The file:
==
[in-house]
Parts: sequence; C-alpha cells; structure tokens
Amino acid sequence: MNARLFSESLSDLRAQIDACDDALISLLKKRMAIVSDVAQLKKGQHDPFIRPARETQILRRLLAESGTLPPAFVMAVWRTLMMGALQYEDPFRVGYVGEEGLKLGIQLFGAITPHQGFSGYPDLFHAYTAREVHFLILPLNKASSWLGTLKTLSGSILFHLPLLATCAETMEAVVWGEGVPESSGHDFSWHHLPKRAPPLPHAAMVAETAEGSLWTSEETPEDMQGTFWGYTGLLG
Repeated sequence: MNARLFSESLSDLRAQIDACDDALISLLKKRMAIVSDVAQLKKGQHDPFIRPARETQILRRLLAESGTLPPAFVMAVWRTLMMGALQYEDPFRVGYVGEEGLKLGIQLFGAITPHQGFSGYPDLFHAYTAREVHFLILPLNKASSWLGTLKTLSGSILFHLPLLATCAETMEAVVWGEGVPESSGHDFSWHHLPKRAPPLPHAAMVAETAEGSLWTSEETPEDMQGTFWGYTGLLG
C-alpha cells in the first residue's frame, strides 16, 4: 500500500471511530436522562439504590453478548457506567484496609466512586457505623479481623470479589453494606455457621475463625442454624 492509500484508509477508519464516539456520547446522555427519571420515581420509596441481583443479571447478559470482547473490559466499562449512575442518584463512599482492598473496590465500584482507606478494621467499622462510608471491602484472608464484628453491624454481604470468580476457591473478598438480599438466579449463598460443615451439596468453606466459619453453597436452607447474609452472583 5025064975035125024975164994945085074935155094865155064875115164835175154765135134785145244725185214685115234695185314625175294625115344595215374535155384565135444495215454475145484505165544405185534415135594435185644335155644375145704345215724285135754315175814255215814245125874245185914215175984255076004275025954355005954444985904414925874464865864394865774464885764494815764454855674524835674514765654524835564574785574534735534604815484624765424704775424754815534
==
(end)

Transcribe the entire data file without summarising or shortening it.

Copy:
[in-house]
Parts: sequence; C-alpha cells; structure tokens
Amino acid sequence: MNARLFSESLSDLRAQIDACDDALISLLKKRMAIVSDVAQLKKGQHDPFIRPARETQILRRLLAESGTLPPAFVMAVWRTLMMGALQYEDPFRVGYVGEEGLKLGIQLFGAITPHQGFSGYPDLFHAYTAREVHFLILPLNKASSWLGTLKTLSGSILFHLPLLATCAETMEAVVWGEGVPESSGHDFSWHHLPKRAPPLPHAAMVAETAEGSLWTSEETPEDMQGTFWGYTGLLG
Repeated sequence: MNARLFSESLSDLRAQIDACDDALISLLKKRMAIVSDVAQLKKGQHDPFIRPARETQILRRLLAESGTLPPAFVMAVWRTLMMGALQYEDPFRVGYVGEEGLKLGIQLFGAITPHQGFSGYPDLFHAYTAREVHFLILPLNKASSWLGTLKTLSGSILFHLPLLATCAETMEAVVWGEGVPESSGHDFSWHHLPKRAPPLPHAAMVAETAEGSLWTSEETPEDMQGTFWGYTGLLG
C-alpha cells in the first residue's frame, strides 16, 4: 500500500471511530436522562439504590453478548457506567484496609466512586457505623479481623470479589453494606455457621475463625442454624 492509500484508509477508519464516539456520547446522555427519571420515581420509596441481583443479571447478559470482547473490559466499562449512575442518584463512599482492598473496590465500584482507606478494621467499622462510608471491602484472608464484628453491624454481604470468580476457591473478598438480599438466579449463598460443615451439596468453606466459619453453597436452607447474609452472583 5025064975035125024975164994945085074935155094865155064875115164835175154765135134785145244725185214685115234695185314625175294625115344595215374535155384565135444495215454475145484505165544405185534415135594435185644335155644375145704345215724285135754315175814255215814245125874245185914215175984255076004275025954355005954444985904414925874464865864394865774464885764494815764454855674524835674514765654524835564574785574534735534604815484624765424704775424754815534